When “Human Rights” Becomes a Cudgel to Beat the Jews

On November 19, Secretary of State Mike Pompeo issued instructions to his staff to identify those groups that support efforts to boycott the Jewish state—many of which happen to be nongovernmental organizations (NGOs) ostensibly devoted to defending human rights—and to ensure that they don’t receive federal funds. Gerald Steinberg explains:

There is ample evidence that the agendas of such groups and their impacts go far beyond straightforward criticism of [Israeli] policies, and venture into anti-Semitism. This problem has persisted at least since the 2001 NGO Forum of the infamous UN conference on racism in Durban—led in part by Human Rights Watch and Amnesty International—at which anti-Semitism was very visible. The participants declared that their objective was the “complete isolation of Israel as an apartheid state.” In the two decades that followed, these groups have worked intensely to implement the goal of turning Israel into a rogue state.

From false accusations of “massacres” in Jenin in 2002 to the UN’s infamous Goldstone report on the Gaza war in 2009, and the repeat performance in 2014, to the UN Human Rights Council’s recent travesty of publishing a discriminatory blacklist, with many other examples, this powerful NGO network has led the way.

Officials of organizations who purport to promote human rights have repeatedly and obsessively singled out Israel for attack on social media, while systematically erasing the history of terror and rejection it has faced.

[Therefore] it is important that the State Department’s initiative be joined by both Democratic and Republican party leaders in the United States, and by Europeans. . . . Human rights, anti-Semitism, and the need to take a strong stand against campaigns that combine them are too important to be rejected on the basis of narrow political partisanship.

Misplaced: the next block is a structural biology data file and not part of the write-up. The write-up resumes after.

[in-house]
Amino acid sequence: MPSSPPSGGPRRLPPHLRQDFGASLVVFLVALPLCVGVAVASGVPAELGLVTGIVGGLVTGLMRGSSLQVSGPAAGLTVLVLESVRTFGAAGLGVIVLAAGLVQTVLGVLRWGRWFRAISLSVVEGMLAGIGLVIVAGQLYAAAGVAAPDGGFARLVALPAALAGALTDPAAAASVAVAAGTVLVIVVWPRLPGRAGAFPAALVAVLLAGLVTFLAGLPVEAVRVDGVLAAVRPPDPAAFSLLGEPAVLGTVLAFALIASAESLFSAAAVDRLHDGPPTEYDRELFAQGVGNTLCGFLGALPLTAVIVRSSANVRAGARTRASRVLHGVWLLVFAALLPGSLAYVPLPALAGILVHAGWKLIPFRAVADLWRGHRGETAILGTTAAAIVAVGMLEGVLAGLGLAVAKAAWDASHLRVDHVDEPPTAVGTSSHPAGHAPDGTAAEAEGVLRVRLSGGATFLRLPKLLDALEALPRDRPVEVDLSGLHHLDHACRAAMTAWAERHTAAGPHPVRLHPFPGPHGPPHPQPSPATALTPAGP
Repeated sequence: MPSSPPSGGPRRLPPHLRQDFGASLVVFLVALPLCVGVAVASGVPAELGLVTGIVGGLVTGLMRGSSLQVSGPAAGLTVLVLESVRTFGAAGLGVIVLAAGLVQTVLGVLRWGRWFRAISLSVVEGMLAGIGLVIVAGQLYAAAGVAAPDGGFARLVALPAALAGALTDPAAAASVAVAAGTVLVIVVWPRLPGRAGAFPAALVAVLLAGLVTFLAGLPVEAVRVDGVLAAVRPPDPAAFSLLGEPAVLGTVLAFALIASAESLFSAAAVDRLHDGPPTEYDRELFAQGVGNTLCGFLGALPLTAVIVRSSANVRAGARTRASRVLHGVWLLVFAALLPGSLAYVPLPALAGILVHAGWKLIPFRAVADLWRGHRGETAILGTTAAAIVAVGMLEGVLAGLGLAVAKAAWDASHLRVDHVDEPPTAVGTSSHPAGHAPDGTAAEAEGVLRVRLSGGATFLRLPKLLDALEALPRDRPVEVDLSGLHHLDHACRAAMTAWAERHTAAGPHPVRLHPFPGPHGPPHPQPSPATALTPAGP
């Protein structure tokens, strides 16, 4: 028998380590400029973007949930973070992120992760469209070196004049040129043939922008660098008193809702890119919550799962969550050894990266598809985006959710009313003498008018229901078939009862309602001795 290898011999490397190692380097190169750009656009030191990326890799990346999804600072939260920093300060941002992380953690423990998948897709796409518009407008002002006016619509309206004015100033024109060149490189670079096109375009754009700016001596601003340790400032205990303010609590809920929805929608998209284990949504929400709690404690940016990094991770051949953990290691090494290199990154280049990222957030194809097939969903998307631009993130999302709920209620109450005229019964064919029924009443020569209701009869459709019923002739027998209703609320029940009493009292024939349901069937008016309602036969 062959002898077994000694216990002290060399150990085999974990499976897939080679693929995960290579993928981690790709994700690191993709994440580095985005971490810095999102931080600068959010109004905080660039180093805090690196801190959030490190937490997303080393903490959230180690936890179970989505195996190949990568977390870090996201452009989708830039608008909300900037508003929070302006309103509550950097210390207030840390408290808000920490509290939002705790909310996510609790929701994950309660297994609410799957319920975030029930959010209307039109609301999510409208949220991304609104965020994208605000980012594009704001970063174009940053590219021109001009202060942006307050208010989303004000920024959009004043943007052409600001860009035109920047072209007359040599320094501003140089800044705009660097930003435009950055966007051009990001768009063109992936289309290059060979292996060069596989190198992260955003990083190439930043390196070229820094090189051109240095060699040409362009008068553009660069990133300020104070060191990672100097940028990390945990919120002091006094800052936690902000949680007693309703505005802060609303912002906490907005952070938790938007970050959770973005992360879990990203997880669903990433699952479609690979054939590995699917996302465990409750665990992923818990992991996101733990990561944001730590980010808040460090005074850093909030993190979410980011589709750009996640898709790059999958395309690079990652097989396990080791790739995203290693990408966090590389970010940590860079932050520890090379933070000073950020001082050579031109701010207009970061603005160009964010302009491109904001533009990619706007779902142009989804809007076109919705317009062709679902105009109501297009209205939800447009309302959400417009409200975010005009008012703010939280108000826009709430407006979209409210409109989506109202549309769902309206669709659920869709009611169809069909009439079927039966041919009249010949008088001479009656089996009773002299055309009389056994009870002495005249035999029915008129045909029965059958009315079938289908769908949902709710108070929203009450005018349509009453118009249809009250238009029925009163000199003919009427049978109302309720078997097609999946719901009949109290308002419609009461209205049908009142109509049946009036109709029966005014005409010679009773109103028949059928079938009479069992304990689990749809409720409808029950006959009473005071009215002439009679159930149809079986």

Read more at Newsweek

More about: BDS, Human Rights, Human Rights Watch, Mike Pompeo, NGO


Israel Is Courting Saudi Arabia by Confronting Iran

Most likely, it was the Israeli Air Force that attacked eastern Syria Monday night, apparently destroying a convoy carrying Iranian weapons. Yoav Limor comments:

Israel reportedly carried out 32 attacks in Syria in 2022, and since early 2023 it has already struck 25 times in the country—at the very least. . . . The Iranian-Israeli clash stands out in the wake of the dramatic events in the region, chiefly among them is the effort to strike a normalization deal between Israel and Saudi Arabia, and later on with various other Muslim-Sunni states. Iran is trying to torpedo this process and has even publicly warned Saudi Arabia not to “gamble on a losing horse” because Israel’s demise is near. Riyadh is unlikely to heed that demand, for its own reasons.

Despite the thaw in relations between the kingdom and the Islamic Republic—including the exchange of ambassadors—the Saudis remain very suspicious of the Iranians. A strategic manifestation of that is that Riyadh is trying to forge a defense pact with the U.S.; a tactical manifestation took place this week when Saudi soccer players refused to play a match in Iran because of a bust of the former Revolutionary Guard commander Qassem Suleimani, [a master terrorist whose militias have wreaked havoc throughout the Middle East, including within Saudi borders].

Of course, Israel is trying to bring Saudi Arabia into its orbit and to create a strong common front against Iran. The attack in Syria is ostensibly unrelated to the normalization process and is meant to prevent the terrorists on Israel’s northern border from laying their hands on sophisticated arms, but it nevertheless serves as a clear reminder for Riyadh that it must not scale back its fight against the constant danger posed by Iran.

Read more at Israel Hayom

More about: Iran, Israeli Security, Saudi Arabia, Syria